In this series, we feature technological solutions to problems in underserved regions that our members have proposed. If you or someone you know has developed a device, software, or a project that you think we should publicise, please write to solutions@engineeringforchange.org.

Riding a bicycle to pump water might be an irrigation method that catches on among young people in Kenya, Alex Odundo tells E4C. He developed a pump powered by a stationary bike that irrigates land and could also entice the country’s youth to work in agriculture, he says.The pump averages 20 liters per minute and costs KES 15,000 (US $175). The price could drop with higher production, Odundo says.For farmers who water their crops bucket by bucket, even simple irrigation pumps can dramatically increase their yields. Compared to rain-fed farms, irrigation roughly doubles production.Worldwide, 20 percent of the farmland is irrigated, and that land produces 40% of the food, according to the Food and Agriculture Organization of the United Nations.

As a group, farmers who work small plots of land rank among the world’s poorest people, but they feed about 70 percent of the global population, the International Food Policy Research Institute says.

With so little money, investing in irrigation machinery is difficult, but it’s likely the only way out of poverty. The bicycle pump might fill a niche with young farmers, Odundo says.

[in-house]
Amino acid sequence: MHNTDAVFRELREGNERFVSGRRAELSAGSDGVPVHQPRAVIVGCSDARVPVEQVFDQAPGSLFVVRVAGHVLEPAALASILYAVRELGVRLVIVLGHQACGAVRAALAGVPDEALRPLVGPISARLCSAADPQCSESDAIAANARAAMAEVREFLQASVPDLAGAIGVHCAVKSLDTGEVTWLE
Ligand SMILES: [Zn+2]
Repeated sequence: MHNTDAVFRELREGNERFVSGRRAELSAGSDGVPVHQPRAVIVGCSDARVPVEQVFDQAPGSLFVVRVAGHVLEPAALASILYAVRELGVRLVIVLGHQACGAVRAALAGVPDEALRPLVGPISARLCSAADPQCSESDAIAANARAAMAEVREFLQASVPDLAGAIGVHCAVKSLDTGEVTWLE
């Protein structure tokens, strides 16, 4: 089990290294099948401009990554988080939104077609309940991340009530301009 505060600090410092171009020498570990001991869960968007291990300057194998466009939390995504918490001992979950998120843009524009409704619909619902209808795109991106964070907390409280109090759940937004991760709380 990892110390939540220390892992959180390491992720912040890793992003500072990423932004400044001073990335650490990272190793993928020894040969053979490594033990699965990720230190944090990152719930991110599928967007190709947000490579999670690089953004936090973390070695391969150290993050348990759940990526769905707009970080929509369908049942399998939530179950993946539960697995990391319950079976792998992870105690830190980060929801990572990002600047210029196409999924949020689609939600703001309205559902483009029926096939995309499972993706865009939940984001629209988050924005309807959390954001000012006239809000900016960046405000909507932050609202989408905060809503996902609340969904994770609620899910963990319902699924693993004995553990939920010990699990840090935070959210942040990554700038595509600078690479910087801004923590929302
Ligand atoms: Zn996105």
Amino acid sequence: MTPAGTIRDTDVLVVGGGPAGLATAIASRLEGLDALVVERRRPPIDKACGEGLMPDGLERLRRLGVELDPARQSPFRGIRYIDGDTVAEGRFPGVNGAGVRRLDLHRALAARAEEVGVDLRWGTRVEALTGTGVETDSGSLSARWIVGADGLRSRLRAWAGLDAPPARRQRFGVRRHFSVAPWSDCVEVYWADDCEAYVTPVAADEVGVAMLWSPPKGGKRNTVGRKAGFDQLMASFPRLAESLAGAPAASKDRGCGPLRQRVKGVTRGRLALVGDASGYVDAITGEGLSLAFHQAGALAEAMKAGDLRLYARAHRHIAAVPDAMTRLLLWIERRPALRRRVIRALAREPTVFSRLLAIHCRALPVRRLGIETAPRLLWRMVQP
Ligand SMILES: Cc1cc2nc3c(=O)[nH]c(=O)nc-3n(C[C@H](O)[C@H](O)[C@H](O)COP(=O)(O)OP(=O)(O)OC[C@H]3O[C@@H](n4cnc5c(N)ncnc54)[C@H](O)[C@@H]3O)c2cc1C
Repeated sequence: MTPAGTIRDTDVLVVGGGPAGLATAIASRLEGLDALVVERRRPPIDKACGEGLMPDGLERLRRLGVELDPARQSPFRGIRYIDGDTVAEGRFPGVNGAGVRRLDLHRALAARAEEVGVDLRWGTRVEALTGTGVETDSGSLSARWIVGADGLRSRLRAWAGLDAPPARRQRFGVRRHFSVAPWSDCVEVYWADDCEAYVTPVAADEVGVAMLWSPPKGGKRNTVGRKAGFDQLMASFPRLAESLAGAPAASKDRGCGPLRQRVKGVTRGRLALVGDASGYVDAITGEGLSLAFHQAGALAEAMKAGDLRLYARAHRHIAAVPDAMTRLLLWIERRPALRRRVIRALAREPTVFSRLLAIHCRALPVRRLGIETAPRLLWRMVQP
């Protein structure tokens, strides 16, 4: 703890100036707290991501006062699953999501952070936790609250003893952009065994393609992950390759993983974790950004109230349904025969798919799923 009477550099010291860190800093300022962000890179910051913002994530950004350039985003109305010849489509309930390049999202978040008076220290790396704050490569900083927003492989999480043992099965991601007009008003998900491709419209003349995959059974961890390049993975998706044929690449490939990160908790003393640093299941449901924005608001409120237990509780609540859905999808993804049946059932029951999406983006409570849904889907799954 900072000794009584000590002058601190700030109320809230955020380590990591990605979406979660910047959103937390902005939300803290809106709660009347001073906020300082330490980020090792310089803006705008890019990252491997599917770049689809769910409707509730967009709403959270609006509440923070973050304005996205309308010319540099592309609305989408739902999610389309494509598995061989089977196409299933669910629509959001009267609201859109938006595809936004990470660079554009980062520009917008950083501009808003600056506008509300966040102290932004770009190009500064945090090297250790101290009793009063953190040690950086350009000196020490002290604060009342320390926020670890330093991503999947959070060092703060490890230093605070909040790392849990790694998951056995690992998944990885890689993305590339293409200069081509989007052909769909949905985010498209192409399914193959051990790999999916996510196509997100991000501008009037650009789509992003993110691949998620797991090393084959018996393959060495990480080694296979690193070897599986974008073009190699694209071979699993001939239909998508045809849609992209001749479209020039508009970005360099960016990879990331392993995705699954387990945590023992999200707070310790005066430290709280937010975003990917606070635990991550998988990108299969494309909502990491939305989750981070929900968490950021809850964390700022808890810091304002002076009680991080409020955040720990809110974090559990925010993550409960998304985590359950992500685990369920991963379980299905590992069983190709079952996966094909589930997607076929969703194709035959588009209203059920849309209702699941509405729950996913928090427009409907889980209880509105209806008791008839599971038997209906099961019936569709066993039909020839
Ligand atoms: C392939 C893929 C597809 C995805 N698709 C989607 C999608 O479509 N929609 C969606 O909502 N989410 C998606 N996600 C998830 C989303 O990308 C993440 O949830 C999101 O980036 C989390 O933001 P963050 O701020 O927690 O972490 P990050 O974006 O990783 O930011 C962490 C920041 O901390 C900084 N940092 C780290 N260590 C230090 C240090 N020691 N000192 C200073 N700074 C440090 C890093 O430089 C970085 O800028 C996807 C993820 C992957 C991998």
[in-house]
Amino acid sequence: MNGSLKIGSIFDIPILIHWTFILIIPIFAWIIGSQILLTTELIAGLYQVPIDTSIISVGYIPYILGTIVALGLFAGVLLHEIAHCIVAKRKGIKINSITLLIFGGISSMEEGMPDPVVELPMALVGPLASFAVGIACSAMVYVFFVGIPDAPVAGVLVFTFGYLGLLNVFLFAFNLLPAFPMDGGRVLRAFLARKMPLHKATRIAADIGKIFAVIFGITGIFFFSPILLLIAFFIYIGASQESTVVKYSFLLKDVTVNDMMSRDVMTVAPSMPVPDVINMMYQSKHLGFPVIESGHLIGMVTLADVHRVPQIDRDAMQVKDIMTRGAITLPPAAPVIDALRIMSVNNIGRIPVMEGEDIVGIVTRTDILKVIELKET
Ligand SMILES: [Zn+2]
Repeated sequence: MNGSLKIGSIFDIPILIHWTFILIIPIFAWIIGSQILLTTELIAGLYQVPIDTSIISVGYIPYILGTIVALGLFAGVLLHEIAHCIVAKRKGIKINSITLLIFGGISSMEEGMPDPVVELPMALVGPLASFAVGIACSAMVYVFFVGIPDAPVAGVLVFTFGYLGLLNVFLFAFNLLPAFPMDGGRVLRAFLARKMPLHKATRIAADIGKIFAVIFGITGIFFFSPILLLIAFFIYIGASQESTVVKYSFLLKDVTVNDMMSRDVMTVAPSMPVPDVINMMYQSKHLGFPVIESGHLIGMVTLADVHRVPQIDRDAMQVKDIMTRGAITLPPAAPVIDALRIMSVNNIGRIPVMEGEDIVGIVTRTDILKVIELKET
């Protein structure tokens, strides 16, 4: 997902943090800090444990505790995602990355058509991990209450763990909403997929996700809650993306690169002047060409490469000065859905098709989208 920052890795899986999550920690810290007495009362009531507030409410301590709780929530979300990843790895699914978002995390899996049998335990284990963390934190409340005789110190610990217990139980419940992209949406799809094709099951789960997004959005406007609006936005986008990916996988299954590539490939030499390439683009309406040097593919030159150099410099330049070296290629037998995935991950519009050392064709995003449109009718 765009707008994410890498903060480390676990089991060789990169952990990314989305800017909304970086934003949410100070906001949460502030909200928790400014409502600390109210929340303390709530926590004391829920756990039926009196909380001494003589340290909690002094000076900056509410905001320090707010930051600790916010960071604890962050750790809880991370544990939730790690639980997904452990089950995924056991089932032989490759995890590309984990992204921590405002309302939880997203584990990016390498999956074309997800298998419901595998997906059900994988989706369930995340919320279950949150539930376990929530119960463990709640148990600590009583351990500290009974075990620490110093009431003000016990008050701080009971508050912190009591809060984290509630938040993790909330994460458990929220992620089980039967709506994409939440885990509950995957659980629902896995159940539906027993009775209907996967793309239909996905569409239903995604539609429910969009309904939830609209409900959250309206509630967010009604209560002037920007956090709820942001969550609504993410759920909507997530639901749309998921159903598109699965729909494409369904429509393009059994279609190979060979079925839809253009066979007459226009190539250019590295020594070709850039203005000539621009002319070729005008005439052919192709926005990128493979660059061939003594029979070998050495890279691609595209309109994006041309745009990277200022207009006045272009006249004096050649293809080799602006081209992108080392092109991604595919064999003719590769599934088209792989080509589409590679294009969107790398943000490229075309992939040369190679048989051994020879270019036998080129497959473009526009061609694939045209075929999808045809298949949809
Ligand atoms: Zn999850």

“I had learned that the water pumps that were available, like the manual hand pumps and foot pumps, were not fashionable for the young people to use. This, therefore, made it difficult for the young people to practice agriculture. I believed when one uses the pump, it is more comfortable and fashionable to work on, this could encourage many youths to go into the agricultural business, which will ultimately produce food and jobs for them,” Odundo told E4C by email (we made minor edits for clarity).This bicycle pump joins a small fold of technologies that Odundo is developing. We reported earlier on a unique set of machines he invented that manufacture twine and rope from sisal leaves. For more information, please visit Odundo’s Web site sifamachinery.com.

Related resources

Ten low-tech ways to irrigate crops
Drips, furrows, pots and pumps, these are 10 low-cost devices that grow more crops.

Is a low-priced solar irrigation pump on the horizon?
Paul Polak and the SunWater project have a plan to cut the cost of solar irrigation pumps by 80 percent.

From the Solutions Library

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